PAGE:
Do Dogs Miss Us When We Are Gone? A “Talking” Dog Offers Insights


 

The viral dog, who communicates with a series of buttons, is very curious where her friends are off to

By NICOLE KARLIS PUBLISHED OCTOBER 10, 2021

 

Any dog owner knows how hard it is to leave their pup for an extended period of time. We wonder: Do they miss us when we’re gone? Do they know how long we’ve been gone for? Or even worse, do they think we’ve abandoned them?

The way humans are excitedly greeted by their dogs upon return — and the way many whine when we leave — suggests they recognize our absence, and mourn it. However, it’s hard to know what is really going on in a dog’s brain — perhaps they just miss the food we give them? — partly because we can’t really communicate with them.

Well, most of them. Alexis Devine is the human parent of Bunny the “talking” dog. Bunny, a sheepadoodle, has been trained to communicate using a sound board with large buttons keyed to different words. By pressing them in sequence, Bunny can relay basic sentences and sentiments — “Bunny sad,” or “where mom,” for instance. Though there is debate over the extent to which she understands language, most animal behavior researchers and laypersons alike agree that she is positively communicating and seems to understand what she says and hears back. Devine shares videos of Bunny “talking” on her social media accounts, giving the internet a glimpse into what it might be like to have a casual conversation with Fido.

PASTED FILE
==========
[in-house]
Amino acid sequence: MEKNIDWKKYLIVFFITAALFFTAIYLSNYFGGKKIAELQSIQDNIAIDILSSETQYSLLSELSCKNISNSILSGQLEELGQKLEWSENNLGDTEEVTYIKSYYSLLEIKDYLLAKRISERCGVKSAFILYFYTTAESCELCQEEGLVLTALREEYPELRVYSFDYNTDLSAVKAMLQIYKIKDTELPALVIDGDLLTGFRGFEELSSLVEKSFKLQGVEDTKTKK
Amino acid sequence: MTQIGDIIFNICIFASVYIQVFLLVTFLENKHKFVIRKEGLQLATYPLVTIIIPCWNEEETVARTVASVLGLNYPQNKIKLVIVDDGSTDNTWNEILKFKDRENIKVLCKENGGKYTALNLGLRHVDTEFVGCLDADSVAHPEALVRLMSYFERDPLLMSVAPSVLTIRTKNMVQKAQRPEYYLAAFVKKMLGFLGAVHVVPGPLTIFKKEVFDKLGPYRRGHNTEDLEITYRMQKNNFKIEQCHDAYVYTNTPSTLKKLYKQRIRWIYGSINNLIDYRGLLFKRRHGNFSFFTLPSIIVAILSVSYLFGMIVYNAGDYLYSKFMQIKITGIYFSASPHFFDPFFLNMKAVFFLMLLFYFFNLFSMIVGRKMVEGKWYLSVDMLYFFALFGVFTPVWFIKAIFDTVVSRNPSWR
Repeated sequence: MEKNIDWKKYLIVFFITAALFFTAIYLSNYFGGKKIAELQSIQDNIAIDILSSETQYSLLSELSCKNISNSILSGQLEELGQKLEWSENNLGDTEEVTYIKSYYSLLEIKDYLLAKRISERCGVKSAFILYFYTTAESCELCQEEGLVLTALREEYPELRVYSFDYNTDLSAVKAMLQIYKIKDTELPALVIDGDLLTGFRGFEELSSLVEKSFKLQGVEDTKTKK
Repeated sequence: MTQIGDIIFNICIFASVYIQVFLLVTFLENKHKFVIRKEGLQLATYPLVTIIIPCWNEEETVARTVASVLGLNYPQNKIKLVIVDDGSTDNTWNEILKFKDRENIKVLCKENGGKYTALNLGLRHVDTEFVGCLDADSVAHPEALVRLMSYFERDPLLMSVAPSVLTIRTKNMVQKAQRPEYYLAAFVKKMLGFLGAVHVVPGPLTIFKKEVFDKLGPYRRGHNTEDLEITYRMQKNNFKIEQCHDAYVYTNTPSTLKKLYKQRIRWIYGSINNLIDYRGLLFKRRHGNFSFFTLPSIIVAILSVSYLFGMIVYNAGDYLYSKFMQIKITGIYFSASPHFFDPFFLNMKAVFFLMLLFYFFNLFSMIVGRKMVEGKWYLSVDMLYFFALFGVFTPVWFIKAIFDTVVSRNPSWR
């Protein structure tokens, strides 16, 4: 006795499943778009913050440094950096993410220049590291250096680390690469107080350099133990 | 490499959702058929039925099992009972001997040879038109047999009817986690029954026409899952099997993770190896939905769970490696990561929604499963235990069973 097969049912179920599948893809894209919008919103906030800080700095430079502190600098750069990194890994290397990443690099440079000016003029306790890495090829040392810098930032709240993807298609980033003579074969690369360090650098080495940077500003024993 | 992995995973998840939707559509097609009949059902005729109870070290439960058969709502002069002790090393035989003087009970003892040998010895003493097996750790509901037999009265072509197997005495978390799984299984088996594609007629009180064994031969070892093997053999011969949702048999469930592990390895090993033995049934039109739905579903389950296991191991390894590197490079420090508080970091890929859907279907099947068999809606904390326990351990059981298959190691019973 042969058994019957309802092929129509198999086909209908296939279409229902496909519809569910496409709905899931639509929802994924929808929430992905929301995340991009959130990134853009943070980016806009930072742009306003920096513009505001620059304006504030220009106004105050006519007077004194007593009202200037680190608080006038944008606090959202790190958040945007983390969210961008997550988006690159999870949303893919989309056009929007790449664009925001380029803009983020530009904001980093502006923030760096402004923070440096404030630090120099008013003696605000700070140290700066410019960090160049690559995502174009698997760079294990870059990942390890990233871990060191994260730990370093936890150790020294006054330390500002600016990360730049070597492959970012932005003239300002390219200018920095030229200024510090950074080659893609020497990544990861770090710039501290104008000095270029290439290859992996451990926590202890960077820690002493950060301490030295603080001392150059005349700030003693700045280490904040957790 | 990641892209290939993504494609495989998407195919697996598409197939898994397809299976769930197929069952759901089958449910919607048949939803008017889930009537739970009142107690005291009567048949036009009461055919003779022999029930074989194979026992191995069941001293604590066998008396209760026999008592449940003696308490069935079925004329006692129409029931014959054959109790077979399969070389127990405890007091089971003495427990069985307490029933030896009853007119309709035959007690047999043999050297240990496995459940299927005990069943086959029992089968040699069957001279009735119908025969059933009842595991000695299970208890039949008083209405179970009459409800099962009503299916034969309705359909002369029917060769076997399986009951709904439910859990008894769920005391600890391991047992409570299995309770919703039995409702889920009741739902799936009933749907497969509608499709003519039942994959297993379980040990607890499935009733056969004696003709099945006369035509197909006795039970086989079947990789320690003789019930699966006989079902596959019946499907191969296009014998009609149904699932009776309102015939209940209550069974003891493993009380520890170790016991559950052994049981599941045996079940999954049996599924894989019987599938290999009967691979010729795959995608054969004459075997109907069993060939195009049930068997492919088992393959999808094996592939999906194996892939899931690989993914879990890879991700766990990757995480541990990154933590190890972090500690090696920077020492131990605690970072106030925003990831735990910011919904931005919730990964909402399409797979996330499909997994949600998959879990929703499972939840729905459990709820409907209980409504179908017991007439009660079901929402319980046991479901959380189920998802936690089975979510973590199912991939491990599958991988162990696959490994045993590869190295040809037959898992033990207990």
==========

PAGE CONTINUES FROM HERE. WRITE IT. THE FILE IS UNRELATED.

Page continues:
Recently the beloved sheepadoodle has been concerning herself with the absence of people and animals in her life. And to answer the question about animals missing us when they are gone: if they are anything like Bunny, it would seem that yes, they are very curious about where we go when we leave.

Devine recently filmed Bunny asking her questions about Uni, Devine’s lost cat who has been gone for nearly four months. As Devine told Salon, prior to Uni’s absence, Bunny didn’t “talk” much about Uni.

“It was maybe like two months before he went missing that she had finally finally used the buttons, ‘Uni family together,’ which was a huge accomplishment because they had had such a tenuous and challenging relationship,” Devine said. “And then, last week, it was just heartbreaking, she pressed ‘cat bye,’ and I just about burst into tears. My little heart couldn’t handle it.”

It’s not the first time Bunny has appeared to wonder about some one or some animal while they’re gone. A couple months earlier, Devine’s partner Johnny was at work. “Where dad bye?” Bunny asked.

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